- By Chuck Lindell American-Statesman Staff
Hours of frequently tense negotiations have broken an impasse over a bill to require specific patient approval for do-not-resuscitate orders in hospitals, making it all but certain that Gov. Greg Abbott will be able to sign legislation on one of his 20 priorities for the special legislative session.
With the signed agreement in hand, the House State Affairs Committee voted 9-0 Thursday to approve a revamped version of Senate Bill 11 that the sponsor, Rep. Greg Bonnen, R-Friendswood, said preserves the “fundamental policy” of the original bill while offering protections sought by doctors, nurses and hospital employees.
“As long as they are acting in good faith, they are not in any way punished or penalized for any honest error or omission” for failing to heed a do-not-resuscitate order, said Bonnen, a neurosurgeon. “If they’re acting in good faith, trying to help without knowing that a DNR had been issued, they are not in violation of the law.”
Bonnen said he will fight any attempts to amend SB 11 on the House floor as part of the agreement with groups that oppose abortion, the Texas Medical Association, disability rights advocates and the Texas Catholic Conference of Bishops. The agreement also was negotiated with Rep. Byron Cook, the Republican chairman of State Affairs, and members of Abbott’s office.
The pact includes a signed letter from Sen. Charles Perry, R-Lubbock, stating that he will ask the Senate to concur with changes made by the House — an agreement that the Senate’s Republican majority is unlikely to ignore.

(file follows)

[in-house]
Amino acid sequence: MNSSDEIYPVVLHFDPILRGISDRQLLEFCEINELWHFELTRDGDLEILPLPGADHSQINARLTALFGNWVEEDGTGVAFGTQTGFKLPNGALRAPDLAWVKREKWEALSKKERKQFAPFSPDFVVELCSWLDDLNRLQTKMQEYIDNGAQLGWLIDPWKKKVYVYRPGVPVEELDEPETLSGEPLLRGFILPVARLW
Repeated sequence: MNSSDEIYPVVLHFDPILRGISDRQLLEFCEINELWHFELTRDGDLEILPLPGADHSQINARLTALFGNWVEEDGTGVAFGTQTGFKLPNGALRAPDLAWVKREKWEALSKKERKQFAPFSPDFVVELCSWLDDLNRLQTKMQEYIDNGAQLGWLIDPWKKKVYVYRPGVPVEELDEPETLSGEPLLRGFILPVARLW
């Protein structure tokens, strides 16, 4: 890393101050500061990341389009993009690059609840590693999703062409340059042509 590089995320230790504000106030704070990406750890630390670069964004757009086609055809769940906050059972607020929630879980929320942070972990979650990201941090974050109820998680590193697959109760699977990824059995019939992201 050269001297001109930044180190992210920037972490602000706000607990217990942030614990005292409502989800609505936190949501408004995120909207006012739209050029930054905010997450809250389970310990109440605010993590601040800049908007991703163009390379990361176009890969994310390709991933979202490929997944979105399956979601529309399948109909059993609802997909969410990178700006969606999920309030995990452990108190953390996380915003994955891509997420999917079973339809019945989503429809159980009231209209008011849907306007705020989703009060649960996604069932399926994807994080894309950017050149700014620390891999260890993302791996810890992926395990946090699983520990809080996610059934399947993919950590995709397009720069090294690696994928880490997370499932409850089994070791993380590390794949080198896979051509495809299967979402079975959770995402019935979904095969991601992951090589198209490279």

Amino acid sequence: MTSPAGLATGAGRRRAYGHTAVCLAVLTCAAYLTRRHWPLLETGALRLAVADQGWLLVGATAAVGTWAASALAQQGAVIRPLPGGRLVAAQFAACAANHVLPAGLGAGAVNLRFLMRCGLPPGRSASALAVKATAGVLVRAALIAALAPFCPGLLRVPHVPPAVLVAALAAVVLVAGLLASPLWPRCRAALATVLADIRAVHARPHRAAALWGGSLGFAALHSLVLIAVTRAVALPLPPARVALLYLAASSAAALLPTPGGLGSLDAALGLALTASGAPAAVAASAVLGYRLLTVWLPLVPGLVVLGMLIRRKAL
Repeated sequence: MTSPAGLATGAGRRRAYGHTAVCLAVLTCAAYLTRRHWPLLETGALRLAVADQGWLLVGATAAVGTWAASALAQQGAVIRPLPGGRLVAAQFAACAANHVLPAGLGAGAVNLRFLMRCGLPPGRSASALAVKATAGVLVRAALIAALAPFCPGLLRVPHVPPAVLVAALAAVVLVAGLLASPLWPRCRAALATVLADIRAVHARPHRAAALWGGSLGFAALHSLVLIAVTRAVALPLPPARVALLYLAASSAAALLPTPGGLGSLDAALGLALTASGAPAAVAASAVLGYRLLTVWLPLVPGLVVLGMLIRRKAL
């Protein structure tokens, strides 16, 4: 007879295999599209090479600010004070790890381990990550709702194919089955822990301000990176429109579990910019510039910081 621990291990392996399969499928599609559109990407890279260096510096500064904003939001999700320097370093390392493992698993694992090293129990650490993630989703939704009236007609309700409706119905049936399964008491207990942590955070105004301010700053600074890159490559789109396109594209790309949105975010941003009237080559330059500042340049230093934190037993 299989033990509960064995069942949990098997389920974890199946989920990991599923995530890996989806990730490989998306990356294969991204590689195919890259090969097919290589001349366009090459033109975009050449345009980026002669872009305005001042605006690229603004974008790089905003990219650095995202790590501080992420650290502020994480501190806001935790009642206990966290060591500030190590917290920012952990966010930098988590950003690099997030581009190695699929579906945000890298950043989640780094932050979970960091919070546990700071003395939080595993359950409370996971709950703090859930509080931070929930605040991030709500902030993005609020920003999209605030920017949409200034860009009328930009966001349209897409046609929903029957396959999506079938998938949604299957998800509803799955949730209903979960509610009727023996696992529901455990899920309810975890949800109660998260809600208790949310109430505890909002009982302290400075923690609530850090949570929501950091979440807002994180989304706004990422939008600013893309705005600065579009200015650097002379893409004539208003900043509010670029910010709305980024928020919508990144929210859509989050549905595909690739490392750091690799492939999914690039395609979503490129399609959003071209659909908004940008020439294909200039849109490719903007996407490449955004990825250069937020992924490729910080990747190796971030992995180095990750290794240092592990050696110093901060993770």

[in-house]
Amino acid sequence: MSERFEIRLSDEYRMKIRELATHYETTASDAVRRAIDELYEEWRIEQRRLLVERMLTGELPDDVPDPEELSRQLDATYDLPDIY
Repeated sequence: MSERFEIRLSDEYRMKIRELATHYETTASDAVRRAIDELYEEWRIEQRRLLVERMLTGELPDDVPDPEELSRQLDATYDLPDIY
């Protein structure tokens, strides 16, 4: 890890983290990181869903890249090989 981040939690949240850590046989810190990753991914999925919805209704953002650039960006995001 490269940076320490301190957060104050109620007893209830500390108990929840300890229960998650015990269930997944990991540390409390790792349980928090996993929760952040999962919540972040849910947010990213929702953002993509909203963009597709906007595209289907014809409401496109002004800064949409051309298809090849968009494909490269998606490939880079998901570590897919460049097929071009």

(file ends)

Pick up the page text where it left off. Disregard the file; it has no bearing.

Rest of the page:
When the Senate passed the bill last month, Perry acknowledged that it needed work and expressed hope that the House could arrive at the needed fixes.
The new SB 11 requires in-hospital do-not-resuscitate orders from an attending doctor to be in writing or, if given verbally by the patient, witnessed by “two competent adult witnesses.”
SB 11 also requires doctors to inform the patient — or legal guardian or person with medical power of attorney for patients who are not competent to make their own choices — before placing the order in a patient’s chart.
Do-not-resuscitate orders are valid if not contrary to a competent patient’s desires and if, in the doctor’s reasonable judgment, a patient’s death is imminent and “the DNR order is medically appropriate,” SB 11 says.
Doctors, nurses or hospital employees who intentionally conceal, cancel or falsify a do-not-resuscitate order — or conceal a patient’s revocation of such an order — can be punished with up to one year in jail. Those who intentionally fail to follow a do-not-resuscitate order also could be disciplined by medical licensing boards.